Thursday, February 11, 2010

A Brief, Polite Throat-Clearing (Ahem) on the Subject of the Recently Departed Charlie Wilson

We liked Charlie Wilson as much as the next Texan, probably for most of the same reasons. It’s unlikely that a rough-hewn sort such as Wilson, who would have had difficulty finding himself a sponsor for a deaconship in the First Baptist Church, could get elected to high public office in Texas these days, although Wilson, once in, was the sort of Democrat who could have been re-elected in perpetuity, health permitting. Wilson did a lot for veterans but the greatest thing he did was helping to create the Big Thicket National Preserve (a project, of course, that required, and requires, many other hands). There was no Tom Hanks movie on that effort, nor will there be.

There is, however, one item on Wilson’s CV that gives us pause, and that is the matter for which he will be best-remembered, thanks to the Hanks movie and the George Crile book on which it was based. For some reason, a congressman’s engineering of a covert CIA-backed war with taxpayer dollars and without public sanction is considered a grand, praiseworthy endeavor, blindly celebrated, or so it would seem, in most of the obituaries we saw in the Texas media. (Here’s an otherwise very good and highly literate one from Channel 13’s Ted Oberg, in which the “charm” of Houston socialite Joanne Herring and Wilson’s ability “to secretly appropriate $500 million in U.S. tax dollars” are credited with having helped the Afghan rebels send the Soviets packing. The New York Times story on Wilson’s passing set the figure for U.S. support at “$750 million a year” throughout the 1980s.) This is the sort of notion that offends the proud isolationist in us and makes the little William Jennings Bryan inside (you’ve got one, too, although maybe you haven’t gotten in touch with him) want to roll up his sleeves, take to a lectern and began declaiming in an overwrought, Frederic March-like lather. True, this particular intervention did not require the expenditure of American blood, only tax dollars, and we suppose upending the Soviets to inadvertently pave the way for the Taliban might have seemed like the right thing to do, at least for a while, even though things didn’t work out so well for us taxpayers on down the road.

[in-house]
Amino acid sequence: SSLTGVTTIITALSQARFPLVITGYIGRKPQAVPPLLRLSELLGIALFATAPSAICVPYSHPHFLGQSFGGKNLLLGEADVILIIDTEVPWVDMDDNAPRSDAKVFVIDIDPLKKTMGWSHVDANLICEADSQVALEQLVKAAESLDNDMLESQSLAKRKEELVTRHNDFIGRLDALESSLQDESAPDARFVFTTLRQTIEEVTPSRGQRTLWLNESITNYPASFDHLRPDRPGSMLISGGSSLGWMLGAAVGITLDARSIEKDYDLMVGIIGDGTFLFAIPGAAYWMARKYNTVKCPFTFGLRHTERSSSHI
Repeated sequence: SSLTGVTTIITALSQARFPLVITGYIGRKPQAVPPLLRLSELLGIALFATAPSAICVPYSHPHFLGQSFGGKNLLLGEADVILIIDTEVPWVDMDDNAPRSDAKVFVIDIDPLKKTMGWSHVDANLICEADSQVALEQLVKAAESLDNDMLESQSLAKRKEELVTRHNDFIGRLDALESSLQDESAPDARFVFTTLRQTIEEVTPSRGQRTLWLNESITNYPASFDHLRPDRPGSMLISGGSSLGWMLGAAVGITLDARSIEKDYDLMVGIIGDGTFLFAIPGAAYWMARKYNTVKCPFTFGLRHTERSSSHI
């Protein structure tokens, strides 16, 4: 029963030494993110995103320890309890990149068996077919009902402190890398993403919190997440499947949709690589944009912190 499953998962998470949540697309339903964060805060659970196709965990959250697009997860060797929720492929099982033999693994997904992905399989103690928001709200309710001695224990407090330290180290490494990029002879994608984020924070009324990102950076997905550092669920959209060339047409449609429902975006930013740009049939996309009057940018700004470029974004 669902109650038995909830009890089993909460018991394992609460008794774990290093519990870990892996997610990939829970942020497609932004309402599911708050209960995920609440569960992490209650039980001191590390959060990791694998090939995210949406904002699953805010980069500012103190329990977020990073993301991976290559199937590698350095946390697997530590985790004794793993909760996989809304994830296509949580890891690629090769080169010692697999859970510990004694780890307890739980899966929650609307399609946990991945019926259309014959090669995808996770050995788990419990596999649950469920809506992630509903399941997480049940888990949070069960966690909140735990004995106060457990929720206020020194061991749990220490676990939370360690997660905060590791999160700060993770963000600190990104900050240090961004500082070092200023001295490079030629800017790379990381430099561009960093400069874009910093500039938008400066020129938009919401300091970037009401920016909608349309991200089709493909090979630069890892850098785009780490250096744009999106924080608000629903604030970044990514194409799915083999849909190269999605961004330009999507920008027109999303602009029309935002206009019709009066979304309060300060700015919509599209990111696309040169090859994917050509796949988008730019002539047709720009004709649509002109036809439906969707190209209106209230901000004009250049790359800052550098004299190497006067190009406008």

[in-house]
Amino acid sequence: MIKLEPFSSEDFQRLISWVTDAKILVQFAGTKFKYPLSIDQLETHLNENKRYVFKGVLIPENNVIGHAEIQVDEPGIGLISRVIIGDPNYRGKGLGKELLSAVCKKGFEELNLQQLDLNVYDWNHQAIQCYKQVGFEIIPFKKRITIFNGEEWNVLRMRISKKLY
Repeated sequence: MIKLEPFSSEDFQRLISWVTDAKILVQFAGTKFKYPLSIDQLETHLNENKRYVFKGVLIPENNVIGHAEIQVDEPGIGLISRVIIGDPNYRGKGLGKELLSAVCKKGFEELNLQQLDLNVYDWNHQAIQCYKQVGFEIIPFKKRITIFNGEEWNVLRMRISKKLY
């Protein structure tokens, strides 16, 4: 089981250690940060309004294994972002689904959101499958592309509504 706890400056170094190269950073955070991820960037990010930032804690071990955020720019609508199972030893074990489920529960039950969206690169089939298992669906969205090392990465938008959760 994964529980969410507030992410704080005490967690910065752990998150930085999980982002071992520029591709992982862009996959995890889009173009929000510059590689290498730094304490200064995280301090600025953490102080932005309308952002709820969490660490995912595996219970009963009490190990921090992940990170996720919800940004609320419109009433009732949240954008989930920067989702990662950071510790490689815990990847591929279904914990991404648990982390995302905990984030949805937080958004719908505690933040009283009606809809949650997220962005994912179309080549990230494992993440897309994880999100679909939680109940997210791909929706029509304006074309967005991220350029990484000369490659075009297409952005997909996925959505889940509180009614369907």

We did not read the well-regarded book on which the movie was based, but the film, if we remember correctly, did take note of the unintended consequences of Charlie Wilson’s War, which we won’t bother to enumerate here, aside from mention of Bush’s Obama’s continuing war in Afghanistan. One local station, Channel 11, also referenced the aftermath of that secret war, even hauling out Herring––who appears to have supplied her own creamy-dreamy backdrop for her interviews with both 11 and 13––to provide this shrugging acknowledgement of the vagaries of history: “You can’t predict future wars.”

As William Jennings Bryan could have told her.*

*If he hadn’t died four years before her birth (!?!).

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